In January 2016, the government has changed the land use “of the 14-acre NTR stadium near Indira Park from open land to that of public and semi-public use, under Section 15 (1) of the HMDA Act, 2008.” The report also quoted an unnamed official saying that such a change in land use is ultra vires, as NTR stadium is a part of the old MCH area.

In a more recent development, when the Telangana JAC proposed to hold a rally at the Dharna Chowk, which is just outside the NTR stadium, the government came up with the new excuse of the local residents complaining about traffic, lack of safety and inconvenience caused by the protests held every day at the Dharna Chowk. The protest rally was not allowed. Later, the government went on to announce four remote locations on various ends of the expanding city for holding protests.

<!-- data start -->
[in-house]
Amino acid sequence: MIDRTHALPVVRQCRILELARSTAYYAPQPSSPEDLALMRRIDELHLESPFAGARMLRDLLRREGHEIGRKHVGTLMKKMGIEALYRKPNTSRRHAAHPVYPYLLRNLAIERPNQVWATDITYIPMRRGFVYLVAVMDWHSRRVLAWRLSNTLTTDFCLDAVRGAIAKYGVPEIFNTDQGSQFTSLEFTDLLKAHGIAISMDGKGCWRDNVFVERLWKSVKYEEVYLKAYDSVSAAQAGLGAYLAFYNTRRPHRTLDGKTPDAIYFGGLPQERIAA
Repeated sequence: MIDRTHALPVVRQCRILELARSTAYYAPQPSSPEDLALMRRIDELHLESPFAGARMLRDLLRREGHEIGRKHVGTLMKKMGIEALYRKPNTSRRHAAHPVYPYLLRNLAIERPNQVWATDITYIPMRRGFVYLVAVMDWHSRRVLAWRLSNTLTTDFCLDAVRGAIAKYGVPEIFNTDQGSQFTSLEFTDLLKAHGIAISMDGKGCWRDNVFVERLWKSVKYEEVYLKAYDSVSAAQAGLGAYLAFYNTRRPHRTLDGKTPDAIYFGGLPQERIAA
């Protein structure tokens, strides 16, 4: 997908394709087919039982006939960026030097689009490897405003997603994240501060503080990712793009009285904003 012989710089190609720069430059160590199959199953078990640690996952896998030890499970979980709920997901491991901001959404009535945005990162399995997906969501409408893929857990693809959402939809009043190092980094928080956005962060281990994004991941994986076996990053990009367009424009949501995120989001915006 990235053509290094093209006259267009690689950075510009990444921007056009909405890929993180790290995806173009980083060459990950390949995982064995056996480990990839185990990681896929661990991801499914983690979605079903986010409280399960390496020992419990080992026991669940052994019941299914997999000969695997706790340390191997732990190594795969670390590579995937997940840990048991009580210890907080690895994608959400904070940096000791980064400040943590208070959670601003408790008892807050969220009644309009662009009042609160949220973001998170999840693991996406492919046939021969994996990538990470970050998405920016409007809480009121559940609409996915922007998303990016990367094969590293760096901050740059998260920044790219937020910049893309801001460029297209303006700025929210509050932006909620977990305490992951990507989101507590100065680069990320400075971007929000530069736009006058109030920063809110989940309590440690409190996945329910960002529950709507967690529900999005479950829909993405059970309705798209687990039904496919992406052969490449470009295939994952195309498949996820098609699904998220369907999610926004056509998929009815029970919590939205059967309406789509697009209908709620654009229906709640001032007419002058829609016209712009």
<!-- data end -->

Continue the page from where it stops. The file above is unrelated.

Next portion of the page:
In protest against denial of space for protests, social activists Sajaya Kakarla, Ravi Chandra, Sandhya, Prof Kodandram, Chada Venkat Reddy, Prof Vishweshwar Rao and others began a month long series of dharnas at Makdoom Bhavan. Major political parties including CPI, CPI(M) and several civil society organisations joined the protests.

Each day a different group representing students, teachers, farmers, journalists, women, transgender community, and various political formations took part. During the course of the month, several representations were made to the senior police officers and ministers in the KCR government to no avail.

Then, the Dharna Chowk Parirakshana Committee announced Occupy Dharna Chowk programme for 15 May.

In an earlier instance when mass protests were announced, Prof Kodandram and other activists were taken into preventive custody after midnight raids. This time around, all the activists went underground before the event and the government agencies could not trace any of them. Sensing major embarrassment, the government that remained impervious to all appeals, suddenly announced the day before that protest will be allowed only for one day at the venue, but those who want the Dharna Chowk removed will also be given permission to hold a rally there at the same time.